In 1989, a year after the wedding, Paul Hill (pictured) and the rest of the Guildford Four were freed when the Court of Appeal ruled false evidence had been used to convict them

‘To me there was never a doubt and it was the same with Jeremy,’ she said. ‘I got a lot of prejudice. People would slam doors in my face. But I wasn’t an IRA supporter. My family were Italian. I began writing to Paul after an Irish-American friend of mine who believed he was framed gave me his prison address.’ 

In 1989, a year after the wedding, the Guildford Four were freed when the Court of Appeal ruled that false evidence had been used to convict them. But by then Marion had met someone else and she and Hill were soon divorced.

After his release Mr Hill moved to the US where married Courtney Kennedy, a human rights lawyer and daughter of Bobby Kennedy, whom he met when giving a talk about the miscarriage of justice he had suffered. That marriage broke down in 2006.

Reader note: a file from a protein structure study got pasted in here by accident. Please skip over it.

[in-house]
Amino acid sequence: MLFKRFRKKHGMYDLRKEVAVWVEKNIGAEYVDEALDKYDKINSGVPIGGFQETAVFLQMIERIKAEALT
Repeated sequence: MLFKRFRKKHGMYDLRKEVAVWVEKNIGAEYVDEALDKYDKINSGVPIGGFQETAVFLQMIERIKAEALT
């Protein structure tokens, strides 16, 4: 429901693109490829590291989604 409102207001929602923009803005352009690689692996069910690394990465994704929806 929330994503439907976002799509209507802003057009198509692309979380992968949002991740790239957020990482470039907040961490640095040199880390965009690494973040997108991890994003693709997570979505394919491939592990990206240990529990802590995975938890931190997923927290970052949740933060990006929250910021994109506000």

Mr Hill and Ms Kennedy had a daughter, Saoirse, who died last month at the age of 22 after a suspected drug overdose.

Although it was well documented at the time that Mr Corbyn attended Mr Hill’s wedding, photos of him there have never been published before.

Mr Hill’s brother Patrick has now decided to release the pictures to MailOnline. 

Speaking at the time, Mr Corbyn, MP for Islington North since 1983, said: ‘Paul Hill is a constituent of mine. I’ve been visiting him for four years. I believe he is innocent and support the fight for his release. And surely everyone has the right to marry, whatever his condition.’

Although Mr Hill was acquitted, he was only one of the IRA prisoners supported by Mr Corbyn, many of whom were guilty.

In 1986, the Labour leader was arrested at a protest showing ‘solidarity’ for Brighton bomber killer Patrick Magee.

He also supported Hugh Doherty, a notorious IRA murderer who was sentenced to 11 life sentences for the massacre of 16 people.

Mr Corbyn repeatedly demanded more lenient prison conditions for Mr Doherty and other IRA convicts.

The controversial Labour MP also supported the notorious IRA bomb maker Dessie Ellis, who was sentenced to 10 years for explosives offences and is thought to have been behind the Hyde Park and Regent’s Park bombs.

Mr Corbyn went on to attend a ceremony in Northern Ireland honouring eight IRA gunmen killed by the SAS.

For his part, Mr McDonnell has received an award from IRA-related groups for his support. In 2015, he was forced to apologise when his comments praising the ‘bombs and bullets’ of the IRA came to light.